Q From E Corvin; Gabriella McLeish in London: What is the origin of the word git that I read in a British book?
A Could that have been one of the Harry Potter books? It certainly appears in at least one of them. From before 1300 a get was what had been begotten, a child or offspring. But by about 1500 it had started to be used in Scotland and northern England in the sense of misbegotten, a bastard; from there it became a general term of abuse for a fool or idiot. By about 1700 get seems to have lapsed into slang or dialect, only to reappear in the wider language in the 1940s with a different spelling and lacking the associations with illegitimacy. James Joyce uses the older spelling (and meaning) in Ulysses in 1922: “The bloody thicklugged sons of whores’ gets!” These days, it’s a widely known and used term of abuse in Britain for somebody regarded as totally worthless or useless, most commonly appearing in cries of frustration such as “that stupid git, now look what he’s done!”.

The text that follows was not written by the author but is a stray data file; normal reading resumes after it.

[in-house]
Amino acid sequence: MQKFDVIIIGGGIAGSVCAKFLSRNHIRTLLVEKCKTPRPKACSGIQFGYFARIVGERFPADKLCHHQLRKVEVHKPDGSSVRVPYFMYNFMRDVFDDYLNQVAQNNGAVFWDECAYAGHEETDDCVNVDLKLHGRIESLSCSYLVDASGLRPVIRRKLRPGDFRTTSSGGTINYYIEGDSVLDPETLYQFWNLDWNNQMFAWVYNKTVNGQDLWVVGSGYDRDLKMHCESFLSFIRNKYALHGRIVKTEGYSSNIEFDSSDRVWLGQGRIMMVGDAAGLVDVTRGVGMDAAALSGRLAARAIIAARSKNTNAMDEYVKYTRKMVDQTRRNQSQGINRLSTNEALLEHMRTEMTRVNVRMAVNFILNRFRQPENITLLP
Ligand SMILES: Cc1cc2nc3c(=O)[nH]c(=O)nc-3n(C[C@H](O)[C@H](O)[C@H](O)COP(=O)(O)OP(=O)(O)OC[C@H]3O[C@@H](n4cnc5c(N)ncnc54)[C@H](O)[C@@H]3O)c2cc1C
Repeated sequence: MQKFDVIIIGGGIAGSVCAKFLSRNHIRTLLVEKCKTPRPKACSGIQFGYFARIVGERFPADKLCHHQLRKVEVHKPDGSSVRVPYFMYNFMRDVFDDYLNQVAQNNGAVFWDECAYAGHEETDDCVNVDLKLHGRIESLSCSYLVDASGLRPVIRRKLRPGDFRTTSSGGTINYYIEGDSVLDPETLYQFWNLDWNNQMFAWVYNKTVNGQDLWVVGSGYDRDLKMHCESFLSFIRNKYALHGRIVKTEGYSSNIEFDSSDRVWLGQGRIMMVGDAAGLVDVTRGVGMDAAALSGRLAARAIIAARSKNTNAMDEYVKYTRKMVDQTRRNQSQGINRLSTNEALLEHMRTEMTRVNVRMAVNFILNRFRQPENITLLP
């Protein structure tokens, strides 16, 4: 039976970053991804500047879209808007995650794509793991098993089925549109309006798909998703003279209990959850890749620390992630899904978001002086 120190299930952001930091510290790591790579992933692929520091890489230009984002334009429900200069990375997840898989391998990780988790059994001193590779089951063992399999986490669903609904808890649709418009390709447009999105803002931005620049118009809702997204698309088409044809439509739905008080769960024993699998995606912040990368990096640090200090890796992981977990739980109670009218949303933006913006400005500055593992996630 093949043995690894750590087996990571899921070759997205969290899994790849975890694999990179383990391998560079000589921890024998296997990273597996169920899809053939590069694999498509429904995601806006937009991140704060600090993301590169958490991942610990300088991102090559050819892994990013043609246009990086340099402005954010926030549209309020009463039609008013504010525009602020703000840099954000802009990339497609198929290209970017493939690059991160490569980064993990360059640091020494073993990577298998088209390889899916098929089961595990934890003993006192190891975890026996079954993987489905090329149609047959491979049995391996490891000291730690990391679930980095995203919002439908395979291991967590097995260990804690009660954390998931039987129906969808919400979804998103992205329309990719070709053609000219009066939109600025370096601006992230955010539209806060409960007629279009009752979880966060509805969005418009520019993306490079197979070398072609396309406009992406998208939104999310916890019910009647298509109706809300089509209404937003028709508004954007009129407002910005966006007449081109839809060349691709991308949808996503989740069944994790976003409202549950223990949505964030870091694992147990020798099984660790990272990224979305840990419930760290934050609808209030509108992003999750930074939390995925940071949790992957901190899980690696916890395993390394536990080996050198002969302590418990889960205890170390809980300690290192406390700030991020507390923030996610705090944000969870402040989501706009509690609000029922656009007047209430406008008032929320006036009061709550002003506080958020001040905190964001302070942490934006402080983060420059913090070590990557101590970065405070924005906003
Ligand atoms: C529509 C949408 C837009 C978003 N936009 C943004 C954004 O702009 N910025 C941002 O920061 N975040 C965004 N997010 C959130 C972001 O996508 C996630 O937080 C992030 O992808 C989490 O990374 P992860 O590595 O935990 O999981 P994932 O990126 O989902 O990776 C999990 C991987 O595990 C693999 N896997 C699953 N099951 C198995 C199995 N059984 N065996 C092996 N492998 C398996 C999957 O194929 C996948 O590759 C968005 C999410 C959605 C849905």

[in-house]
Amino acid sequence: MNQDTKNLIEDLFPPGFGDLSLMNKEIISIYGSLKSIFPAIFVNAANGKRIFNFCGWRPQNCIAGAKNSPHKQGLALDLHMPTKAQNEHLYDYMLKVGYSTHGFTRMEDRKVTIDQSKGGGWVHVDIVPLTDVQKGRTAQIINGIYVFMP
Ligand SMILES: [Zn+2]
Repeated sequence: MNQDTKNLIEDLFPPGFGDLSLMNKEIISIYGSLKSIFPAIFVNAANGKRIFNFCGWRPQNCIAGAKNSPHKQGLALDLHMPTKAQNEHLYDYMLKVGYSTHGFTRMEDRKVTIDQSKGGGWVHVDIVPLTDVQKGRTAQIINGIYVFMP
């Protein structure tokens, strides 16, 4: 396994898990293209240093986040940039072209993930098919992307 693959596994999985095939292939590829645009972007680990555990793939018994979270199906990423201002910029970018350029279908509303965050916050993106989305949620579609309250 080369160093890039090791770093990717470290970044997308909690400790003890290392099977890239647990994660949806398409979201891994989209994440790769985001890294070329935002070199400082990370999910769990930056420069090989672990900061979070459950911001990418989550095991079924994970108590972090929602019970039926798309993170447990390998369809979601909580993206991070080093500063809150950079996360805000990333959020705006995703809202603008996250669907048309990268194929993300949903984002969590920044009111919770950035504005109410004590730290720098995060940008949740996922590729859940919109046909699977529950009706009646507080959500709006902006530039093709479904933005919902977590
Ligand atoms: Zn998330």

Search World Wide Words
Recently added or updated
Lie Doggo; Fewmet; Dingbat; Kibosh; Caucus; Oryzivorous; Kick the bucket; Satisficer; Beside oneself; Words of the Year 2015; Peradventure; Sconce; Orchidelirium; How’s your father; Goon; Emoji; Thank your mother for the rabbits; Nonplussed; Bob’s-a-dying; Methinks; Bill of goods; Binge-watching; Codswallop; That’s all she wrote; Great Scott.
Support World Wide Words!
Donate via PayPal. Select your currency from the list and click Donate.
Buy from Amazon and get me a small commission at no cost to you. Select your preferred site and click Go!